Fun Facts About Ireland’s Unusual Pine Marten
If you've ever visited Ireland, maybe you caught a glimpse of the country's native species, such as the small red deer or (with a bit of Irish luck on your side) the pine marten.
Not something that’s easily seen, this cute mammal would certainly be a boon if you were to catch a glimpse of one. Read on to learn 30 fun facts about the pine marten, which looks like a weasel or ferret but is, unfortunately, much more difficult to spot.
What Is a Marten, Anyway?
A marten is a member of the weasel family, along with other mammals such as weasels, otters and badgers.
They closely resemble weasels and ferrets, which are from the same Mustelidae family.
How to Tell a Pine Marten From a Ferret or Weasel
The three animals look very similar and can be hard to tell apart.
However, pine martens are bigger than ferrets or weasels. They also have longer legs and a longer, very bushy tail, compared to the other two species.
They’re Native to Ireland
The pine marten is a native species to Ireland and is found throughout all of the country’s counties.
Habitat loss has shrunk their homes, but they are mostly found in coniferous and mixed wood areas, according to the National Museums of Northern Ireland.
Pine Martens Are Rare
The pine marten is one of Ireland’s rarest mammals.
Unfortunately, their exact numbers are unknown, but rough estimates put their population at around 4,000.
Pine Martens Are Protected
At the beginning of the 20th century, the pine marten was extinct in a majority of the counties in Northern Ireland and the Republic of Ireland.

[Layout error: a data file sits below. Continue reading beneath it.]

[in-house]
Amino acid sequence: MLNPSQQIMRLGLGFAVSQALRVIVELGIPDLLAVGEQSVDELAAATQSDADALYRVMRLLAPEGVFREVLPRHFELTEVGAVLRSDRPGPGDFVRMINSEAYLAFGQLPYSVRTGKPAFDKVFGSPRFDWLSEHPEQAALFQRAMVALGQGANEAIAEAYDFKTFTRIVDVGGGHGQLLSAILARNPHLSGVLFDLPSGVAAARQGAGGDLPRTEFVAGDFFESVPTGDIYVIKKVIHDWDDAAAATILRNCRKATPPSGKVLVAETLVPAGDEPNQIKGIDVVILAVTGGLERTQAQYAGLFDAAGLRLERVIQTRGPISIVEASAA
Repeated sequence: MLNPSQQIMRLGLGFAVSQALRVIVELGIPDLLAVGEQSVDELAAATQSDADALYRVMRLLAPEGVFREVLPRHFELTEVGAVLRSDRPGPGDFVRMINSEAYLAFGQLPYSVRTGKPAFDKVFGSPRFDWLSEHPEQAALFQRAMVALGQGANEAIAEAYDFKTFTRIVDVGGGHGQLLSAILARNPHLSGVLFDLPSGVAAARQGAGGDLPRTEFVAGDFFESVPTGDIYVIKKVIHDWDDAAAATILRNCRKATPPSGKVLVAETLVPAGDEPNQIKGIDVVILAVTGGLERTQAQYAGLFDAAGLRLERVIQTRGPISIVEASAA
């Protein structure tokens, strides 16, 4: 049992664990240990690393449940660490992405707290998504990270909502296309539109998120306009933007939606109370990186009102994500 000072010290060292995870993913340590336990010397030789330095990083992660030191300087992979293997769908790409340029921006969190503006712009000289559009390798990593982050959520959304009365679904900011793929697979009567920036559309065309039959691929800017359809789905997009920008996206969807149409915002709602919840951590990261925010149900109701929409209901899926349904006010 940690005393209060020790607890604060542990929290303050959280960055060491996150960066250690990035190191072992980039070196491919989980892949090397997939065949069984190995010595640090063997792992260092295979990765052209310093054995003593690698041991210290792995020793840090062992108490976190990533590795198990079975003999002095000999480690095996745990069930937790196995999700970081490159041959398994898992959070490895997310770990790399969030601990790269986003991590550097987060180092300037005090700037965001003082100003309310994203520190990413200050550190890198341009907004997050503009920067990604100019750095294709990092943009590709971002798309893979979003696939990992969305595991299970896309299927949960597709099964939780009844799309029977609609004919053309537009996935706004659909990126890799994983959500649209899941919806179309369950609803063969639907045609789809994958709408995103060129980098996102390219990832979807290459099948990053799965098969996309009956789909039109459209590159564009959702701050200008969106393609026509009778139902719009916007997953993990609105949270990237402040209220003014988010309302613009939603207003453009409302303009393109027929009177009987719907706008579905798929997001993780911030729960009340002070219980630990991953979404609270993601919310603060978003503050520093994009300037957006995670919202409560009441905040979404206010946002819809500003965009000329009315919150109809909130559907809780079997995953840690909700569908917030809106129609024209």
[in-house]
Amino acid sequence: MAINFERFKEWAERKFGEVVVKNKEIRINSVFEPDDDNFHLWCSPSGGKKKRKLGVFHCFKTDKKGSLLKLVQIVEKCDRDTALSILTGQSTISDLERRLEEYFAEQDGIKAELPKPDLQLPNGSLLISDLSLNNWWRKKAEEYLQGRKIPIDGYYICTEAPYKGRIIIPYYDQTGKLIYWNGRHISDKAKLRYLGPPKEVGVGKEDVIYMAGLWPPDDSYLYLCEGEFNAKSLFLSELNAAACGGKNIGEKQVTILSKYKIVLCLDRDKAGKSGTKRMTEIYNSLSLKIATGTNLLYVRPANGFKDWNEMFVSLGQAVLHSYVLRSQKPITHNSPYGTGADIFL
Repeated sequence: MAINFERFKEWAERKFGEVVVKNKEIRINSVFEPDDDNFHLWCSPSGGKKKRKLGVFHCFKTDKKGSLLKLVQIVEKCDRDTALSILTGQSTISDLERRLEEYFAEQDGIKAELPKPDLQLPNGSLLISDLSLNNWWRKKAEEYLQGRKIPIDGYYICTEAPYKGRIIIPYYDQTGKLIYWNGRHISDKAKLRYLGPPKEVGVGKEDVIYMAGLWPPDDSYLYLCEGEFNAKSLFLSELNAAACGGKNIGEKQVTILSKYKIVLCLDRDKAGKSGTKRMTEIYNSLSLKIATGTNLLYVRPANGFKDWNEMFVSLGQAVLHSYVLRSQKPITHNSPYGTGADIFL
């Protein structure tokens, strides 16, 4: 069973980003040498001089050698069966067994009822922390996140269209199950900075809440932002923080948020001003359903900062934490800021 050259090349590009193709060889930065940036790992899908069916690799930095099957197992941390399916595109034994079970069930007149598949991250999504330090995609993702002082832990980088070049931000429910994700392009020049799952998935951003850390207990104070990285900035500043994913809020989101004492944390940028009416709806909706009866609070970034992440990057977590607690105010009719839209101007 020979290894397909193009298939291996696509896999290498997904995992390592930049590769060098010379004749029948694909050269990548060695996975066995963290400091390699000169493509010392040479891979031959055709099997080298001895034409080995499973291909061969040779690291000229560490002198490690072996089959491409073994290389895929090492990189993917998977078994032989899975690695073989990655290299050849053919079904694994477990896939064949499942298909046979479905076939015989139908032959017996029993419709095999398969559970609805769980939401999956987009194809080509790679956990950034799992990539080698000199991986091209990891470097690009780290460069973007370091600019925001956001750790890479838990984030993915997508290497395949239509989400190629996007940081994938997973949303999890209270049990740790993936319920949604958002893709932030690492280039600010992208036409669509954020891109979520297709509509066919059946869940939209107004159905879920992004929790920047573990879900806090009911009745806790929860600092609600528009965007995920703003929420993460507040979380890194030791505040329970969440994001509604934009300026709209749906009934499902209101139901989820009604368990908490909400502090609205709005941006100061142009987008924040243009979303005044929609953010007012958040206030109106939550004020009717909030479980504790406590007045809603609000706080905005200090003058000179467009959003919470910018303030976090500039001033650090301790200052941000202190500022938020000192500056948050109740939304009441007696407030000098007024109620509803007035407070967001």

But in 1976, they were listed as a protected species under the Wildlife Act. Since then, their numbers have bounced back some.
Humans Were the Main Cause of the Pine Marten’s Depletion
Aside from the loss of habitat, the pine marten was also hunted for its fur, which played a large role in population depletion. Martens were also poisoned either on purpose or accidently.
Today, cars also play a large role in population losses, as they are often hit when trying to cross roads.
They Have Their Own Website
The pine marten has its own website. Created in 2019, the website helps answer questions that the Vincent Wildlife Trust and the National Parks & Wildlife Service kept receiving from people who had encountered a pine marten.
It gives general information as well as what to do if you find yourself living with a marten in your home (apart from grabbing it a pint of Guinness, of course).
Pine Martens Are About the Size of a Domestic Cat
Bigger than ferrets or weasels, the pine marten is roughly the size of a domestic cat. Adults weigh between 2 and 4.5 pounds, while females are a bit smaller.
Their total body length, including their head, is around 24 inches.
Pine Martens Are Always Brown
Pine martens are a dark, rich brown color, with a light-colored bib on their throat and chest.
In the winter, their undercoat changes to a lighter brown.
They Have an Irish Name
In Ireland, the pine marten is called “cat crainn,” which means “tree cat.”
The name is quite fitting, considering they’re about the size of a cat and dwell in and around trees.
Pine Martens Are Mostly Carnivores
Like many species in the same family, pine martens eat meat, such as smaller mammals, insects, bird and amphibians.
But they also eat fruits, especially berries.
They Are Solitary Animals
Pine martens do not live with other adult martens.
In fact, they avoid each other except during mating season, which happens in early summer.
Pine Martens Reproduce Using Delayed Implantation
Interestingly, while pine martens mate in early summer, they do not have kits until March or April. This is not due to a long gestation but rather delayed implantation, in which the fertilized eggs are not attached to the uterus until much later.
In the case of the pine marten, this does not happen until January, ensuring that kits will be born in the spring.